The Greek economy makes news for all the wrong reasons. It's hard to remember that not long ago, the mention of a Greek business chief executive often called forth images of fleets of ships and a glamorous lifestyle that included racing Formula 1 race cars and marrying the former first lady of the United States.
Angelika Frangou is certainly not this typical shipping magnate. A recent interview with Ms. Frangou reveals that while current Greek shipping tycoons may not fit the stereotype, they still provide ample opportunities for acquiring wealth. For one thing, she is the Chairman and Chief Executive Officer of Navios Maritime Holdings Inc. (NYSE:NM), the Chairman and CEO of Navios Maritime Partners L.P. (NYSE:NMM) and the Chairman and CEO of Navios Maritime Acquisition Corporation (NYSE:NNA). She is also a member of many shipping trade and regulatory organizations.
Ms. Frangou has identified strong long-term economic trends for shipping and acted upon them:
"The macros for shipping have been and continue to be generally positive. In the long term, such as over the next 10 to 20 years, growth will continue to be driven by emerging markets in China, India, and of course, South America. Urbanization will continue. For example, China just reached 50% urbanization; India is progressing as well. The process of urbanization requires the continuous shipment of iron ore, coal and other infrastructure material."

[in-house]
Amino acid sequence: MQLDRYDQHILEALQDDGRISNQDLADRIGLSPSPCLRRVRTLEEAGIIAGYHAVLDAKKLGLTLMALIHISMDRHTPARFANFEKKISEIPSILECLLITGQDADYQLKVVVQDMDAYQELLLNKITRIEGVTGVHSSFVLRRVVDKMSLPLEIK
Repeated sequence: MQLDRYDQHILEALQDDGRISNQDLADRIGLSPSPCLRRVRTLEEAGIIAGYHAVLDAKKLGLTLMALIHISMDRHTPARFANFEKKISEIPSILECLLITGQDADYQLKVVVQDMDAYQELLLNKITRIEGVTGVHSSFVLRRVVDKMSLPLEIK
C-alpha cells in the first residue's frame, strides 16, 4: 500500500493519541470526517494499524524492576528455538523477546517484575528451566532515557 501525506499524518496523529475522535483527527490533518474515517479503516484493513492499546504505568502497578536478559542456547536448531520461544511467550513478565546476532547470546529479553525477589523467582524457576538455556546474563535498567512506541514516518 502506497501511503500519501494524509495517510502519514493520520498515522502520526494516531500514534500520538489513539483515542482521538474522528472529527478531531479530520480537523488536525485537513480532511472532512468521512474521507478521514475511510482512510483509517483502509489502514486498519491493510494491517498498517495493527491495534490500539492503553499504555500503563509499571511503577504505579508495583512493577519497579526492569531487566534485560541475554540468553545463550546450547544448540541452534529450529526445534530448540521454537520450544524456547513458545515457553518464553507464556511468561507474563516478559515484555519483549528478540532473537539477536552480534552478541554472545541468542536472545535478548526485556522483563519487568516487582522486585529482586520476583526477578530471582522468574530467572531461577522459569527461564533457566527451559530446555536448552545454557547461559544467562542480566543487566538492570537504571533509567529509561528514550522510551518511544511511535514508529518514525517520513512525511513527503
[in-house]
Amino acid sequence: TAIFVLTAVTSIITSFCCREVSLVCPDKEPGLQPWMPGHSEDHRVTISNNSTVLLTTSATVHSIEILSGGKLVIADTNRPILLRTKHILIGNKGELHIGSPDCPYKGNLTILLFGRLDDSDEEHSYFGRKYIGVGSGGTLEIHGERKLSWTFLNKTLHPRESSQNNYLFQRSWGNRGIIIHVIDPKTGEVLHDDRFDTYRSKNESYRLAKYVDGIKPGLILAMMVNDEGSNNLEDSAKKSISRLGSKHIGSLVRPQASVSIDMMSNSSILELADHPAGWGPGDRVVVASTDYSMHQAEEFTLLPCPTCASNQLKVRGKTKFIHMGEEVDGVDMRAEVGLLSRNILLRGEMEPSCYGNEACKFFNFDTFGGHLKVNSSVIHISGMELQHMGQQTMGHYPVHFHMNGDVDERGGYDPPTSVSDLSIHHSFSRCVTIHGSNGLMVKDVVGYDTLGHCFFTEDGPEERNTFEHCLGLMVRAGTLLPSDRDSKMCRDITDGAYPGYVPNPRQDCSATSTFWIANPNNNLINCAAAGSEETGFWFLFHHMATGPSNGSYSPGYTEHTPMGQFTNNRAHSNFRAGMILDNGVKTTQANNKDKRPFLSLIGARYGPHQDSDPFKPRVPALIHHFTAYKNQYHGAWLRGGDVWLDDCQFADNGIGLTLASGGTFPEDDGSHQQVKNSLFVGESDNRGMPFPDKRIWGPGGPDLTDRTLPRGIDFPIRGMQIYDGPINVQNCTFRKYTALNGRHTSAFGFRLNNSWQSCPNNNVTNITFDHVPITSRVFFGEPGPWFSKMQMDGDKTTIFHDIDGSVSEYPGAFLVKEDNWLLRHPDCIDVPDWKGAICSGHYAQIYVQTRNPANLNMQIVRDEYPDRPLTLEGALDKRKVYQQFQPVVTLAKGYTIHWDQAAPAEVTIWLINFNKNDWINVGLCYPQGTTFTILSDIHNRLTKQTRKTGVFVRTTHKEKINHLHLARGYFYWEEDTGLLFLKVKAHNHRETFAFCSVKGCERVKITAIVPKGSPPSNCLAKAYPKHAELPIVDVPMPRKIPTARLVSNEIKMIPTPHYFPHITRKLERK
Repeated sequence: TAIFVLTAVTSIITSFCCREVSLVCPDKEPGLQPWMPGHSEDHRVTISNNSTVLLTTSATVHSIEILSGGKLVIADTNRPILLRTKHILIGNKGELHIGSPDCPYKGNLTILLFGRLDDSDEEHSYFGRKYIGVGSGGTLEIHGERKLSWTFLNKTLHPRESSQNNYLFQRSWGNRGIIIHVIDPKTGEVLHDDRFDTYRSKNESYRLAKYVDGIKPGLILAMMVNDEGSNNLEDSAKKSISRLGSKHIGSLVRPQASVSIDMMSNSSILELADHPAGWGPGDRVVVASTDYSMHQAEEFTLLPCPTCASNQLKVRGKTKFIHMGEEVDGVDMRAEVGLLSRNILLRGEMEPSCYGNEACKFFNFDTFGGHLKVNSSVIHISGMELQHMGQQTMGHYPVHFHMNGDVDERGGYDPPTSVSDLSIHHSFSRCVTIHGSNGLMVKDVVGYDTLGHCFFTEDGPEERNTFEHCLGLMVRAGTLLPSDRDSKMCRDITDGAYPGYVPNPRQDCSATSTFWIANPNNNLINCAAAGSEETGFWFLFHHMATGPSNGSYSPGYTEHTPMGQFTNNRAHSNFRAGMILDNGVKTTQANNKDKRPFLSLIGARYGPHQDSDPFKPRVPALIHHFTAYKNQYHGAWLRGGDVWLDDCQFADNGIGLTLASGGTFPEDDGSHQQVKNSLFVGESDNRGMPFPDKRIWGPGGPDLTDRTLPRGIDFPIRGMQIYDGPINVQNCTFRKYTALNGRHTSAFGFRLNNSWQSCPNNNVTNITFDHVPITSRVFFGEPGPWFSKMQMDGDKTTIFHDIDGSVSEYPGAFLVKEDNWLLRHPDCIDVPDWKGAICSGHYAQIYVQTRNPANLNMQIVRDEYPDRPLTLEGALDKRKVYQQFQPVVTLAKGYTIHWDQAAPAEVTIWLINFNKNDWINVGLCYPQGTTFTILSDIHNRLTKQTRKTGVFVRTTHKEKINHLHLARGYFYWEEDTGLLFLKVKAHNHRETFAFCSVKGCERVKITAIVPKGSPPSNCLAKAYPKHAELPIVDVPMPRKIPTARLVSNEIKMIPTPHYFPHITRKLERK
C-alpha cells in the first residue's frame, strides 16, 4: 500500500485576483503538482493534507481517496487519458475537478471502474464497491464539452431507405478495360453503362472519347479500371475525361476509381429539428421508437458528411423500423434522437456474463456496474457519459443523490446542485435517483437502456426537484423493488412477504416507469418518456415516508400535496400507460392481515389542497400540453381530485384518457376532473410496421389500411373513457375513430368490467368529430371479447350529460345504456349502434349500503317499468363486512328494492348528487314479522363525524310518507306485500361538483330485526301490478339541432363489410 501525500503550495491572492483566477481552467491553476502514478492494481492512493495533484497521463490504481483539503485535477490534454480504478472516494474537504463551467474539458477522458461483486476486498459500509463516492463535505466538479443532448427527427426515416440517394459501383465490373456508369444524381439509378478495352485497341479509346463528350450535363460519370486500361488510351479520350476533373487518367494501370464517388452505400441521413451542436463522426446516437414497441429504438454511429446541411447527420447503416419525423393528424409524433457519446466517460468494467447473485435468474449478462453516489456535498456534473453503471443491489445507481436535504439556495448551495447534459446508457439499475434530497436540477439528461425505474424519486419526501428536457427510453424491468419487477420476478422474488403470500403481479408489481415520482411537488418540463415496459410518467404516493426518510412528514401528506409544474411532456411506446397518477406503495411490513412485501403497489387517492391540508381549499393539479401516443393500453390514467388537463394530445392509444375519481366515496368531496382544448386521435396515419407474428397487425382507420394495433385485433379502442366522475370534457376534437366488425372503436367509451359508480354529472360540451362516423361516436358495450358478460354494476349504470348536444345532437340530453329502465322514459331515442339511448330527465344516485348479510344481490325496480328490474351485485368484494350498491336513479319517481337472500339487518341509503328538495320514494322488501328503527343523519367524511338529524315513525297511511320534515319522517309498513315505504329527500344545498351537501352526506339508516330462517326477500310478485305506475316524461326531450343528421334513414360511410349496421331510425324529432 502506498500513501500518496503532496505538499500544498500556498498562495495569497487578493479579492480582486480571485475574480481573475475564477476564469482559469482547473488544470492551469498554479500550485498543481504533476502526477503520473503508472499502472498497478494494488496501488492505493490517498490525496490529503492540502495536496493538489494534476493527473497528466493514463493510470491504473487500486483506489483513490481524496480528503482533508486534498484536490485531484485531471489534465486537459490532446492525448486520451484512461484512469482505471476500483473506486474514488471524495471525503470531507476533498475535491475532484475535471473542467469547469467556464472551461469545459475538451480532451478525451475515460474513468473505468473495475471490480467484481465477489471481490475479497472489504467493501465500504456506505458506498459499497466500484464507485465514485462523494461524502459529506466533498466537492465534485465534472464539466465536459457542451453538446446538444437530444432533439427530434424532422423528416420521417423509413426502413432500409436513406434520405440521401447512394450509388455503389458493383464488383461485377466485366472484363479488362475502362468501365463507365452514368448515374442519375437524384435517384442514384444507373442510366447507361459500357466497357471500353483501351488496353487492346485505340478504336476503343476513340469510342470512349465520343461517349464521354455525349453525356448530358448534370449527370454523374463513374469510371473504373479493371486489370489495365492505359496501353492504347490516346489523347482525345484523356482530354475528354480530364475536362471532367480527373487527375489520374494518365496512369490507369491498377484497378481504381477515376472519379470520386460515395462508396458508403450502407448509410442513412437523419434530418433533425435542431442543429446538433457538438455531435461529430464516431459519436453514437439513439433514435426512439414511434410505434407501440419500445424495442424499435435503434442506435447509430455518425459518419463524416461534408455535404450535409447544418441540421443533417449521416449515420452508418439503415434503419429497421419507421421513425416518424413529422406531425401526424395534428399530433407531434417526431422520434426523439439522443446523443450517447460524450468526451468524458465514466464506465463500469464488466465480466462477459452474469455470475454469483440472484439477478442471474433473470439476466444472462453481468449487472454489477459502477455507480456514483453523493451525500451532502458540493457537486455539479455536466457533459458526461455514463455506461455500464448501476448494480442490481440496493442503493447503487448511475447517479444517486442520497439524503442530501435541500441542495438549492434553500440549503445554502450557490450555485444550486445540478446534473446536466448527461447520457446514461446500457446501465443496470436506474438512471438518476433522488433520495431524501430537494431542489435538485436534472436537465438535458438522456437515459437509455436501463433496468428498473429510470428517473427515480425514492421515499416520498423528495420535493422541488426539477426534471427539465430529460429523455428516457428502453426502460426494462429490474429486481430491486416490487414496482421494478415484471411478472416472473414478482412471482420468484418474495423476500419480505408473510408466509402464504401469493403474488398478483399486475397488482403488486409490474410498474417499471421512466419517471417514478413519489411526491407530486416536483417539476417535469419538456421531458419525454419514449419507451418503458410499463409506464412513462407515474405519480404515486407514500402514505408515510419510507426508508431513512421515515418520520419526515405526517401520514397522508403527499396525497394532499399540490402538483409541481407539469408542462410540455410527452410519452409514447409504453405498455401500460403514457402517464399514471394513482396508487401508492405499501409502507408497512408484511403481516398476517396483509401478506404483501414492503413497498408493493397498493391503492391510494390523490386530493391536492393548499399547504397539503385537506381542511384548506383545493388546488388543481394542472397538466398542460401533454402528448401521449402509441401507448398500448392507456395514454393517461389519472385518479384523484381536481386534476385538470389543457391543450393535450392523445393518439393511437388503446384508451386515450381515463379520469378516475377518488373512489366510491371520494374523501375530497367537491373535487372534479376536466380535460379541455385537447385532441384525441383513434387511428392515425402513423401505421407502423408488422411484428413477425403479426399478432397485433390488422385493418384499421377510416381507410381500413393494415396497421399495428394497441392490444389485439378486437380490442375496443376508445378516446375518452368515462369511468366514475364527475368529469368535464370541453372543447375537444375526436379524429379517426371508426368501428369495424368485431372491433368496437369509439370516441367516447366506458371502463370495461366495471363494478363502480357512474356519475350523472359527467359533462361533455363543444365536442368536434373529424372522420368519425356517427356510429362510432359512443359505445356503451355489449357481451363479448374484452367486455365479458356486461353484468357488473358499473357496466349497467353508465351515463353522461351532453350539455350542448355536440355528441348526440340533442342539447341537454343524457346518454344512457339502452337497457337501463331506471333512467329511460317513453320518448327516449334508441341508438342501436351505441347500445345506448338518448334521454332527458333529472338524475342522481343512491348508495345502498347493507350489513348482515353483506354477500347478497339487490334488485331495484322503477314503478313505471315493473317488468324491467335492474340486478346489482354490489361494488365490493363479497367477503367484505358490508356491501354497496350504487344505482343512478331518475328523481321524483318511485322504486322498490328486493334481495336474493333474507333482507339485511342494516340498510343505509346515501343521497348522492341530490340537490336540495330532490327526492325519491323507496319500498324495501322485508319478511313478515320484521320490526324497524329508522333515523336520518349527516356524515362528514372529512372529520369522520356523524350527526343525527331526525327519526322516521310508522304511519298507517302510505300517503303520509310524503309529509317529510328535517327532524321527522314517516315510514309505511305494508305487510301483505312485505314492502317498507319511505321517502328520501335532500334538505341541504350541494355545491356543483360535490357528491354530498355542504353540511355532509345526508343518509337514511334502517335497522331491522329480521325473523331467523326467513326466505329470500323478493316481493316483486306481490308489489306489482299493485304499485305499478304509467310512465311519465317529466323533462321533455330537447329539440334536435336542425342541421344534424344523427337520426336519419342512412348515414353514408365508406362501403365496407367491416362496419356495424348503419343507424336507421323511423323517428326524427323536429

The shipping needs of the infrastructure commodities business are well understood and exploited by many public companies but there is significant additional upside. According to Ms. Frangou:
"In essence, Asia has a large population with a disproportionately small water resource. As you may know, for every one kilo of beef, you need eight kilos of soybeans. And for every kilo of soybeans, you need a great deal of water. So there is a multiplier effect on the water requirements based on the changing diets of an urbanizing population. Thus, we have a continuing requirement for the transfer of soybeans, beef, grains and other foodstuffs to Asia."
Ms. Frangou has structured her company balance sheets to take full advantage of these long-term opportunities: